3. Arndtbenedikt-posters-list-int

    Scrolling through Frankfurt-based design agency Arndt Benedikt’s website, I get the impression that somebody in the studio is sneaking off every half an hour to immortalise some of the fantastic design work they’re creating in poster form. Or maybe managing partners Felix Gross and Falko Ohlmer are just really into posters – in which case, hurrah! Alongside remarkably advanced work like this campaign for Greenpeace, and some mature corporate design work they make these: bright, dynamic and joyous posters, for everything from a spell teaching at the University of Applied Sciences Mainz to an open air party in Hamburg. They’re informative and really nice to look at, which is all we need from our large-scale printed matter.

  4. Bedow-record_mania-int-list

    Swedish design studio Bedow isn’t new to branding musical enterprises. Back in 2013 it produced a clean, minimal identity for Canadian record label More Than Human. That work was nice, but its latest offering for Stockholm’s internationally renowned store Record Mania might be even better.

  5. Isabellucena-tarot-int-list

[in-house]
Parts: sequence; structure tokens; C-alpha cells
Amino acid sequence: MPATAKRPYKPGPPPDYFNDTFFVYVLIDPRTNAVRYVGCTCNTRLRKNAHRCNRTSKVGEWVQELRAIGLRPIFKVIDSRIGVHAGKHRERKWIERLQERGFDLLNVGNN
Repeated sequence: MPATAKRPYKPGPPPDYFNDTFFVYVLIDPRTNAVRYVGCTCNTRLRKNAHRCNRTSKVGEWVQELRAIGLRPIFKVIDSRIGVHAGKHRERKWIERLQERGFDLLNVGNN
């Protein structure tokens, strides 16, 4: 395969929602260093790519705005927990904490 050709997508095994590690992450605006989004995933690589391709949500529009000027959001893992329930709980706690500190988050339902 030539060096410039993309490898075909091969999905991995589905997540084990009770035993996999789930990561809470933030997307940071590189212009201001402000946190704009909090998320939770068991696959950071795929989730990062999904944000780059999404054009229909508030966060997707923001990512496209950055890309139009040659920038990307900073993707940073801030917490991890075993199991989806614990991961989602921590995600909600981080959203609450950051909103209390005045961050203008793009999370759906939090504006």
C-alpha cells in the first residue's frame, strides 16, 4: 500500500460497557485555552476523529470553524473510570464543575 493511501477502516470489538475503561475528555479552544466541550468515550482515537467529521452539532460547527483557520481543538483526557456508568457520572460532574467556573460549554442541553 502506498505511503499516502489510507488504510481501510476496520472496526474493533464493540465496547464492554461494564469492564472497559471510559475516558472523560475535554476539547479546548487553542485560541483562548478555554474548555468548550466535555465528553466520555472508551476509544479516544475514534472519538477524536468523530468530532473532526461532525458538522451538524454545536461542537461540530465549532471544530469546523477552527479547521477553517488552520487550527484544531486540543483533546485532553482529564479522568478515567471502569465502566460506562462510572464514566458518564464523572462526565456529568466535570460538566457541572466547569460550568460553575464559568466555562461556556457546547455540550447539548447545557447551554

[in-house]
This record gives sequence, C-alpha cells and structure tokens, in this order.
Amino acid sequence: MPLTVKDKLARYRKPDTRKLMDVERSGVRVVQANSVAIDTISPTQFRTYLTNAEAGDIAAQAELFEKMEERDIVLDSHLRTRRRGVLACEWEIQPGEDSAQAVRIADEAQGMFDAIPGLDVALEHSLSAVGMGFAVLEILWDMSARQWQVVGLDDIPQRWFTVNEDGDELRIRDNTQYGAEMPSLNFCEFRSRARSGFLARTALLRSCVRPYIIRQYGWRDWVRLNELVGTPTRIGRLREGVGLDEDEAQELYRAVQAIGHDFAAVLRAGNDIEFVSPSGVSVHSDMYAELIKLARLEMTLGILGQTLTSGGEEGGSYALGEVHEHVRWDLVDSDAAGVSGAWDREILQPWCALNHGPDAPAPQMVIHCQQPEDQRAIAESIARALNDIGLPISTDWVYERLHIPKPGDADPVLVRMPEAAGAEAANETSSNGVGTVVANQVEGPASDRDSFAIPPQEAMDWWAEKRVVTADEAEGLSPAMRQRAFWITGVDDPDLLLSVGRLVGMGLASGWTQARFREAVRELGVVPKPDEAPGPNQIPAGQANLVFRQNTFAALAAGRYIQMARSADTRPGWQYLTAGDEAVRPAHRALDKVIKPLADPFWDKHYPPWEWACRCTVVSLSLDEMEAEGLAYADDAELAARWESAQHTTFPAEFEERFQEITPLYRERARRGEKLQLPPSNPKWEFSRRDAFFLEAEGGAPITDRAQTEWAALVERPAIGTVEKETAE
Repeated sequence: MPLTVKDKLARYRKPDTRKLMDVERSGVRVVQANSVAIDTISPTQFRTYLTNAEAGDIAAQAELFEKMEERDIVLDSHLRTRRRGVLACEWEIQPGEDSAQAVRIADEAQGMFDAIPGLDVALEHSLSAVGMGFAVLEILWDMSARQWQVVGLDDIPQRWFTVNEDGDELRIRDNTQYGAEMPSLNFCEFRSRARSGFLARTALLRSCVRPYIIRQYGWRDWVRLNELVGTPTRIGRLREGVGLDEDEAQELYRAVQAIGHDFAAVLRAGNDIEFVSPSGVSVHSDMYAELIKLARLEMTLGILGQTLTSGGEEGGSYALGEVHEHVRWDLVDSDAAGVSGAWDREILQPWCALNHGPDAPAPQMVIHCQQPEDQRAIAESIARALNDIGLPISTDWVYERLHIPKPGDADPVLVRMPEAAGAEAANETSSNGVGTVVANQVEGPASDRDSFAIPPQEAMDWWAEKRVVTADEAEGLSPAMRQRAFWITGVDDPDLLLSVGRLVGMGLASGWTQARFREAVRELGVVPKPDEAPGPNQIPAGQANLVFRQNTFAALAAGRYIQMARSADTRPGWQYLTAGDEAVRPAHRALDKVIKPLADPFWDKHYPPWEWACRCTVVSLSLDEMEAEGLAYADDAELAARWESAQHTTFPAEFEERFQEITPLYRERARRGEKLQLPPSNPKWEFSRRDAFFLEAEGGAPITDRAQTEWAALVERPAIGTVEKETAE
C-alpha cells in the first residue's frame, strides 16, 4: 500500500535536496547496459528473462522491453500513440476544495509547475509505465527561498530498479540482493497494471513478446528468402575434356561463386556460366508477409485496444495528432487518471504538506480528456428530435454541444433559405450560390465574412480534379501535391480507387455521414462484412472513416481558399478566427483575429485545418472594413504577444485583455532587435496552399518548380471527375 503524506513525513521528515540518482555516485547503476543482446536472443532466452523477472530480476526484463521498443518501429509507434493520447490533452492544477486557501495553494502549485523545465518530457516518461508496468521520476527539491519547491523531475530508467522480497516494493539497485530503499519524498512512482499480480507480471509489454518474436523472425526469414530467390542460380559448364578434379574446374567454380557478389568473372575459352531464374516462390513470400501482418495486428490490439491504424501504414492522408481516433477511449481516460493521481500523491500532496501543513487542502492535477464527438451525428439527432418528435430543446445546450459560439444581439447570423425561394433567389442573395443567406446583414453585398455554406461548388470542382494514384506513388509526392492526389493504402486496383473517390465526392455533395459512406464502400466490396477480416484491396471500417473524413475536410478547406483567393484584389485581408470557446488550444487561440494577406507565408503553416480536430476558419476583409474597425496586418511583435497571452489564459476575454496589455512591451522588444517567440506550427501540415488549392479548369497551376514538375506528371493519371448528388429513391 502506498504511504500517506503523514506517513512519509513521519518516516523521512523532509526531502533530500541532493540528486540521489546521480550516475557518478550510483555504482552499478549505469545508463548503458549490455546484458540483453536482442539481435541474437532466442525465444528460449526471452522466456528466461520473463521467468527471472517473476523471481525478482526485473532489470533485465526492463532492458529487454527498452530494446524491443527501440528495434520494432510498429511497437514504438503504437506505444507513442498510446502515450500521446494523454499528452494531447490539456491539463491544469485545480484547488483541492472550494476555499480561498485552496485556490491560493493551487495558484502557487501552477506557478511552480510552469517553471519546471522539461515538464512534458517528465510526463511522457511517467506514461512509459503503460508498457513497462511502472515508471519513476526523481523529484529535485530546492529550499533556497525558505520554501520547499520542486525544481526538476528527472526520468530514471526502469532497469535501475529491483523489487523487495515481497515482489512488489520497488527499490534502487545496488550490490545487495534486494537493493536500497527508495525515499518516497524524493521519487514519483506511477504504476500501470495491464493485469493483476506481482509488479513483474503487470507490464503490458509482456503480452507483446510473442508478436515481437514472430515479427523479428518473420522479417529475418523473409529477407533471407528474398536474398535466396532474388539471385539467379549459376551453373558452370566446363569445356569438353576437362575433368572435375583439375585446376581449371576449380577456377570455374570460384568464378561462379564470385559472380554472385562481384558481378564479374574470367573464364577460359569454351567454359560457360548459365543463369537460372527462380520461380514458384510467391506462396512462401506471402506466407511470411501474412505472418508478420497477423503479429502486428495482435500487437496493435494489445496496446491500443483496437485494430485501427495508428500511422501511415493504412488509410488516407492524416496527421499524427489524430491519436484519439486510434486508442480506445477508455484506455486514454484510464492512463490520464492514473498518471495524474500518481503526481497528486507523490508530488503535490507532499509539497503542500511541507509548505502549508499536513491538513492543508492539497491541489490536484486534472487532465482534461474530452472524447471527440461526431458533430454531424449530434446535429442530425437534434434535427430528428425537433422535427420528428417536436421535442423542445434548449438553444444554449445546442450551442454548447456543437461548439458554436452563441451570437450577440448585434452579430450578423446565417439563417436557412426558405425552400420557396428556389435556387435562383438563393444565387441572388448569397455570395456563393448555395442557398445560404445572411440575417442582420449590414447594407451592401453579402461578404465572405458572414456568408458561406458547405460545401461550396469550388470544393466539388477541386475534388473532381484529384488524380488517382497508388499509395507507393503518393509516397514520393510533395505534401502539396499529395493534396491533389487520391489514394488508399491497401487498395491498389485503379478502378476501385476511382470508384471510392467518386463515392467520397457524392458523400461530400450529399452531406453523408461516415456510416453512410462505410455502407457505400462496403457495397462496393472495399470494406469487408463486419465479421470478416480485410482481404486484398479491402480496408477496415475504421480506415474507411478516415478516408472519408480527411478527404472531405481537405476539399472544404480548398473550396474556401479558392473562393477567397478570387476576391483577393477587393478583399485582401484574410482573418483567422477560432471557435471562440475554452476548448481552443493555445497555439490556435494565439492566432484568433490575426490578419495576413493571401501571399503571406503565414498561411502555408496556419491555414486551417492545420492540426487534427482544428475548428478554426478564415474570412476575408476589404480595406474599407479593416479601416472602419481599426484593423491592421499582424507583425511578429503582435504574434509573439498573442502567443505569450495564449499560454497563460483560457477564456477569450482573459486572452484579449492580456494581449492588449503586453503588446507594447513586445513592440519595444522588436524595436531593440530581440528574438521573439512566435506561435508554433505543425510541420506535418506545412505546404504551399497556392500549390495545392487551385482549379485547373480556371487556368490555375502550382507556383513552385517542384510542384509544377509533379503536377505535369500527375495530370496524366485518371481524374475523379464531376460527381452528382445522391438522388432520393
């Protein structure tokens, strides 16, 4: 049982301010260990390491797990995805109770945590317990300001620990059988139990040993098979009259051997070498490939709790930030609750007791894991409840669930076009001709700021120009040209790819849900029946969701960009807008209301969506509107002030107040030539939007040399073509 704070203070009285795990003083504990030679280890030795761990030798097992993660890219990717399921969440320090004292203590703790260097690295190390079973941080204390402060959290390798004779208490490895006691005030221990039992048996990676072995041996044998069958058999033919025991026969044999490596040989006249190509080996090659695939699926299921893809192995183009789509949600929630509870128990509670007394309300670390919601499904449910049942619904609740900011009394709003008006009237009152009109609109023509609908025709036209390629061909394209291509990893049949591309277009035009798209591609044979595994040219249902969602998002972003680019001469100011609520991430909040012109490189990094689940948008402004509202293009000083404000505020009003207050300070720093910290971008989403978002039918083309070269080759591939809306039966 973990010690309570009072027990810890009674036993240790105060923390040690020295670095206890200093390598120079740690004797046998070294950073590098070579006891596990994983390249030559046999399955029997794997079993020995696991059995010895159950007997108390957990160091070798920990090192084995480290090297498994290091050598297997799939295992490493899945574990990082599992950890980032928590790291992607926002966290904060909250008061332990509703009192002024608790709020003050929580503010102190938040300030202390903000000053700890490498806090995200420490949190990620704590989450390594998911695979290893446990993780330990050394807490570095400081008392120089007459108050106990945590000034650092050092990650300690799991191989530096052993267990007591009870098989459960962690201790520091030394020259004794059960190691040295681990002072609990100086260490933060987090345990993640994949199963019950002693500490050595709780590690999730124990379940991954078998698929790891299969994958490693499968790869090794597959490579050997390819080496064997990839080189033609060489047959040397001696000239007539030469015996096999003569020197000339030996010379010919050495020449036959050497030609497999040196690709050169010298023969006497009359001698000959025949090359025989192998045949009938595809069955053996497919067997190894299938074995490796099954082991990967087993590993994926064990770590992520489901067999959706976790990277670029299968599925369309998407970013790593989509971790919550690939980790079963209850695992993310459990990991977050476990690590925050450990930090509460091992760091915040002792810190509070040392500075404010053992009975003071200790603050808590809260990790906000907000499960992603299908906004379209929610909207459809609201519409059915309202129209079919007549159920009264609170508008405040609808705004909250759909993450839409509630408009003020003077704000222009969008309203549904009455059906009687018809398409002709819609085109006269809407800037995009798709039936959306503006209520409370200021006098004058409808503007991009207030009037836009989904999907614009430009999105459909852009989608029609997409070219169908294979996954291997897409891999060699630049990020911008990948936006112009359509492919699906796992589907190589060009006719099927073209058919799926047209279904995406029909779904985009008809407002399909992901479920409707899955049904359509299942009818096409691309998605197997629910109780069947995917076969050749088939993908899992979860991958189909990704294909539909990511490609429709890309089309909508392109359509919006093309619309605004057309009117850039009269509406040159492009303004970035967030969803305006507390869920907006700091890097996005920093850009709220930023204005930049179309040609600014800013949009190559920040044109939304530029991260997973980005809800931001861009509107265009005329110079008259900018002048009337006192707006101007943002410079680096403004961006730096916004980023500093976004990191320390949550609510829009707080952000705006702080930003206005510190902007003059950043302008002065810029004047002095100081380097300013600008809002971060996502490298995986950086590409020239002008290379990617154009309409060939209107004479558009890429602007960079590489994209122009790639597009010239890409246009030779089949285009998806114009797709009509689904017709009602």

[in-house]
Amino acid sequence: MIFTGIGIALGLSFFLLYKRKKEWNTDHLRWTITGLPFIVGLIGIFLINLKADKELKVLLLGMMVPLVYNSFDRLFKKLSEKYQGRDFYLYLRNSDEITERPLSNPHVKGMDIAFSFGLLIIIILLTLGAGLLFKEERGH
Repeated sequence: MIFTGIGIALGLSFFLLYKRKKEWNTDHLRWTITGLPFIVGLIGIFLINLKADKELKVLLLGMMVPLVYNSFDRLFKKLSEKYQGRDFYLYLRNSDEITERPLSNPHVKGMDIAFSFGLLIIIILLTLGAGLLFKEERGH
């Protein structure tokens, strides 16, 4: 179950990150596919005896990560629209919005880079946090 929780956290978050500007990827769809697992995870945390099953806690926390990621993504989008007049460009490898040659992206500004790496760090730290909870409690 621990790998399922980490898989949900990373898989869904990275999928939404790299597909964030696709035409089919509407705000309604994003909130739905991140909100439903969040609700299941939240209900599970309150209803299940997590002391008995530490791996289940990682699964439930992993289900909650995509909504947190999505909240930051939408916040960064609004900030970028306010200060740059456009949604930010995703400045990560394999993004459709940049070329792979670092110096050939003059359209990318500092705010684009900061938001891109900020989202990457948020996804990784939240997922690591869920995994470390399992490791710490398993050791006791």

When it comes to Tarot cards we’ve pretty much seen it all. Since the arrival of the Rider Waite deck in the early 20th Century nobody in the western world has really changed the game and made The Fool, The Ace of Wands or The Hierophant look all that different from Pamela Colman Smith’s incredible drawings. But recently designer Isabel Lucena has had a crack at it, and the results are surprisingly refreshing.

  6. Thamnesandhudson-cover-list-int

    For a young boy who grew up in the suburban Midlands, the west coast of the USA is really the America of my imagination, far more so than the refined cities of the Eastern seaboard, the vast expanses of the rural states or any of the other myriad landscapes to be found between sea and shining sea.

  7. Jorgeleon-amigo-int-list

    It’s always refreshing to see a creative being really honest about the challenges of a particular brief before showing us their solution. So it is with Barcelona-based graphic designer and art director Jorge León, who sets up his work for the Amigos skate shop by referring to the “many problems” it had encountered with its brand.

  8. Unnamed

    International design agency IS Creative Studio has done some elegant branding work for both rotisserie AND grilled chicken restaurants. And both identities look refreshingly tasteful. The studio’s work spans print, product and retail design, and its practice is based on extensive research and a desire to always go beyond the product at hand. Or indeed the chicken. Founded in 2010 by Richard Meza, the agency produces great work that shifts aesthetics seamlessly. From visuals that wouldn’t be out of place on a summer’s day in Capri in 1965, to fast food stereotypes and what is described as “type [broken up] to simulate chunks of fruit swimming happily in cream,” it’s a bunch of consistently impressive design work.